How do T cells contribute to the progression of FTD?
Researchers in Southampton are investigating how the build-up of tau protein can trigger brain inflammation
Frontotemporal dementia (FTD) is the second most common form of dementia in people under the age of 65. Scientists think that, in some types of FTD, a build-up of tau protein in the brain triggers an immune response leading to severe brain inflammation. This can damage healthy brain cells, weakening the connections between them. These connections are vital for everything that we think, feel and do, and their disruption is what causes the symptoms of dementia.
The resident immune cells in the brain are called microglia, but in FTD other immune cells can infiltrate the brain from the blood. This study will shed light on the interplay between immune cells from the blood and those in the brain.
Prof Delphine Boche and her team will zero in on role of T cells. These cells are usually found in the blood, but they have been identified in the brains of people who have died with FTD.
This study will help scientists to piece together the complex picture of what happens in the brain during the disease. A detailed knowledge of the biology of this disease is key to the development of new treatments to help those affected and their families.
The project aims to reveal more about the link between tau build-up, T cell infiltration in the brain, and inflammation in FTD.
The team will look at the brains of 93 people who died with a brain disease involving the build-up of tau. The researchers will compare these brain samples to those of 50 people who died without a brain disease. Using chemical techniques, they will look at how the amount of tau affects the number of T cells that have infiltrated the brain and if the number of T cells is linked to the amount of inflammation.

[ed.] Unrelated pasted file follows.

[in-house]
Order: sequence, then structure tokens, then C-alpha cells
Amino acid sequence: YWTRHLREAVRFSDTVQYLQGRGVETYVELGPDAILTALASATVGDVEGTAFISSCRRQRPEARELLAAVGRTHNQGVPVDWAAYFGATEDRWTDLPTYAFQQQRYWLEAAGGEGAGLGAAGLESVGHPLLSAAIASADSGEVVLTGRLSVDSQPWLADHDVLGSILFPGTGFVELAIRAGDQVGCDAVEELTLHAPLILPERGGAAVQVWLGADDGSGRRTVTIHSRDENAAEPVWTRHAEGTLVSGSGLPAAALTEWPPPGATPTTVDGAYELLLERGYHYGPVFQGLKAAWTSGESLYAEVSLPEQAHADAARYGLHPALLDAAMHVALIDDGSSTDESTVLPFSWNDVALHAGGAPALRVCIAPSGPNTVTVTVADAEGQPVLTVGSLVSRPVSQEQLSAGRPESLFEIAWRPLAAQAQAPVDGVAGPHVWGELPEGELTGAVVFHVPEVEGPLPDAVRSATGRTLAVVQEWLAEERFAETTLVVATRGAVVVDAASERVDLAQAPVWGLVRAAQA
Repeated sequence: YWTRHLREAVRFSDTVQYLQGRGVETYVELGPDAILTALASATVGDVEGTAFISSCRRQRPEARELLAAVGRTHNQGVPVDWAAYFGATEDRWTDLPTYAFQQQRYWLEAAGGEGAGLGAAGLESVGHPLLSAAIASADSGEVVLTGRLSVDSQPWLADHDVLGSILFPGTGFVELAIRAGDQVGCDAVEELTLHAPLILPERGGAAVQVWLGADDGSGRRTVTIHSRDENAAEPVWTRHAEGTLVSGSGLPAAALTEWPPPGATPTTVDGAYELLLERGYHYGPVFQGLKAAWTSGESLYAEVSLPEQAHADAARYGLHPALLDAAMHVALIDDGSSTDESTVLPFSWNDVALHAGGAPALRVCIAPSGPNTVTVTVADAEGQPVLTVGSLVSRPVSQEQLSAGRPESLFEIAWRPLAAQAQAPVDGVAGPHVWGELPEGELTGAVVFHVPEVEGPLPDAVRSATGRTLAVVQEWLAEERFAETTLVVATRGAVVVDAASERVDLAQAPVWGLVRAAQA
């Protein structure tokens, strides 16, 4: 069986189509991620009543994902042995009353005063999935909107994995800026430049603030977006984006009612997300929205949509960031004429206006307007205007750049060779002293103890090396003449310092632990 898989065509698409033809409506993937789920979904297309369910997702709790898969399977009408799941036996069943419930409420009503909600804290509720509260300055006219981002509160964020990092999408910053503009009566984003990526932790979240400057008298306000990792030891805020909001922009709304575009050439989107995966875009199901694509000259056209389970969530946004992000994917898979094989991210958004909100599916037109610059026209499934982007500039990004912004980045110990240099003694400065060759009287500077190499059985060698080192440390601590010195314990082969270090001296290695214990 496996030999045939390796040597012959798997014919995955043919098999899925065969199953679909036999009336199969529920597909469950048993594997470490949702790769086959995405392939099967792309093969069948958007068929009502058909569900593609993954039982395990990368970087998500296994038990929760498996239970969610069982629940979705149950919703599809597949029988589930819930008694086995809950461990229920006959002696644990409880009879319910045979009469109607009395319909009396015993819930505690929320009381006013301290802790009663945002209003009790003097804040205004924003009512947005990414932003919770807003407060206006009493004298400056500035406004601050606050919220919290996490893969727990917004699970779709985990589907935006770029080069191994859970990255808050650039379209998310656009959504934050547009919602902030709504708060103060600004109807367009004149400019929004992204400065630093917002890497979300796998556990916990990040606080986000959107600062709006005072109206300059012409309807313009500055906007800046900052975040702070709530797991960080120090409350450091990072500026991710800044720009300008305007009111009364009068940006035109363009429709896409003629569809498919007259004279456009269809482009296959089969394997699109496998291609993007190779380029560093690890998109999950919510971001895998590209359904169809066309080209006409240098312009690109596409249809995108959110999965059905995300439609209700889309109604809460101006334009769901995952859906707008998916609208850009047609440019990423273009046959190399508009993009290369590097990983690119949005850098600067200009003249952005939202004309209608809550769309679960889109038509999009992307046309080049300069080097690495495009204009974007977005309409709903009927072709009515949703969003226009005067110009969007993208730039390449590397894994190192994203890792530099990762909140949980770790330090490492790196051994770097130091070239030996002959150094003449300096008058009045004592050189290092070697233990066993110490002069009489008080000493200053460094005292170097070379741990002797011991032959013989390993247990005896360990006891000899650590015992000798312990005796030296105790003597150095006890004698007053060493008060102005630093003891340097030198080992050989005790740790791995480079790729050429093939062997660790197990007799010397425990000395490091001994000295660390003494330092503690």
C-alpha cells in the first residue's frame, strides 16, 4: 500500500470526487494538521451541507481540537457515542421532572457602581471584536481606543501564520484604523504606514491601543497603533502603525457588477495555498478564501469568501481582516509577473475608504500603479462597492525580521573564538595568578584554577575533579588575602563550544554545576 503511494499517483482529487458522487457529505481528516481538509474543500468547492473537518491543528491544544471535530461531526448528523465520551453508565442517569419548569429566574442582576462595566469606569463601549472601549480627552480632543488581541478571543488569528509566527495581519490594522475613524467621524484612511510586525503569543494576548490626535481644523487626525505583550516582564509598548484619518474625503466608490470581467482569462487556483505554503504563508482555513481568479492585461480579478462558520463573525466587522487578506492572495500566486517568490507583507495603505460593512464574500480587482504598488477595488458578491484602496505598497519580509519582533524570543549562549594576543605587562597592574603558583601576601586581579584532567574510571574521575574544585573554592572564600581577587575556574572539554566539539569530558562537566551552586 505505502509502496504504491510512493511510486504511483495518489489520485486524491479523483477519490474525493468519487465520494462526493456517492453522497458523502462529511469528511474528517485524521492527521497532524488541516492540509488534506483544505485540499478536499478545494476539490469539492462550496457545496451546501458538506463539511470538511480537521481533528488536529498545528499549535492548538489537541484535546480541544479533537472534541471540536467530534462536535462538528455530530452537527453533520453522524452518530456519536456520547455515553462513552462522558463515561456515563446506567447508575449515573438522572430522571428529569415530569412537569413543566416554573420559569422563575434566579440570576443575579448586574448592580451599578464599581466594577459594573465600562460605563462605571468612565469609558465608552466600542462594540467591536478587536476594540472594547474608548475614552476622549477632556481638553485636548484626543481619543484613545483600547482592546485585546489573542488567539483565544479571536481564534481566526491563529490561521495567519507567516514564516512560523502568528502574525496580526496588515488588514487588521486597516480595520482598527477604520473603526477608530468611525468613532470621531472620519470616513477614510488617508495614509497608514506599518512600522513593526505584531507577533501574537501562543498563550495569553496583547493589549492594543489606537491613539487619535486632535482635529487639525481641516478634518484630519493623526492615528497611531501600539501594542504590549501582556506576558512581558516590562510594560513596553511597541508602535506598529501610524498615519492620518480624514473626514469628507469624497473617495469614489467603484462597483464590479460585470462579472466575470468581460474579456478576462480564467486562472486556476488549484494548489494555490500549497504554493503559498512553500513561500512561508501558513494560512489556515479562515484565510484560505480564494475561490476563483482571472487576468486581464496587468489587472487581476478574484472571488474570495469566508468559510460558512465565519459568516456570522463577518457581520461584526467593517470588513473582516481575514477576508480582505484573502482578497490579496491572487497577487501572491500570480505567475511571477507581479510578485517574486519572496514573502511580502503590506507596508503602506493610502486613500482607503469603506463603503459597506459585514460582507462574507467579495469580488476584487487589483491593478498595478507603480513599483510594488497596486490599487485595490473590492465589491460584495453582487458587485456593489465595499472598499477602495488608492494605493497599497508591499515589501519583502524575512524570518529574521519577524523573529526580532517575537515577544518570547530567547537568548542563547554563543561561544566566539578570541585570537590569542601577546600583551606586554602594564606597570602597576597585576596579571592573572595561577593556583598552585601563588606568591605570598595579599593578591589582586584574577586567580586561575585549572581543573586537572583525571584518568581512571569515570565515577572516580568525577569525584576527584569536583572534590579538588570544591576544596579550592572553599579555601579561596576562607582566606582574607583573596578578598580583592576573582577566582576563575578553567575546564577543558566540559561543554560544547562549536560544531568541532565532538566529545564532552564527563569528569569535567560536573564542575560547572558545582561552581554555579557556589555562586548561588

The team will also work with mice with features of FTD to understand how T cells change the brain environment and play a role in disease progression. A detailed understanding of the changes that occur will help in the search for treatments that could slow the development of FTD.
“Research is helping us to learn more than ever about what happens in the brain in the diseases that cause dementia, but there are still key unanswered questions we need to tackle.
“The role inflammation plays in disease is a growing area and this ground-breaking project could lead to novel targets for potential Alzheimer’s drugs.”
Dementia is one of the world’s greatest challenges. It steals lives and leaves millions heartbroken. But we can change the future.Your donation will help power research
Necessary cookies are absolutely essential for the website to function properly. This category only includes cookies that ensures basic functionalities and security features of the website. These cookies do not store any personal information.
Any cookies that may not be particularly necessary for the website to function and is used specifically to collect user personal data via analytics, ads, other embedded contents are termed as non-necessary cookies. It is mandatory to procure user consent prior to running these cookies on your website.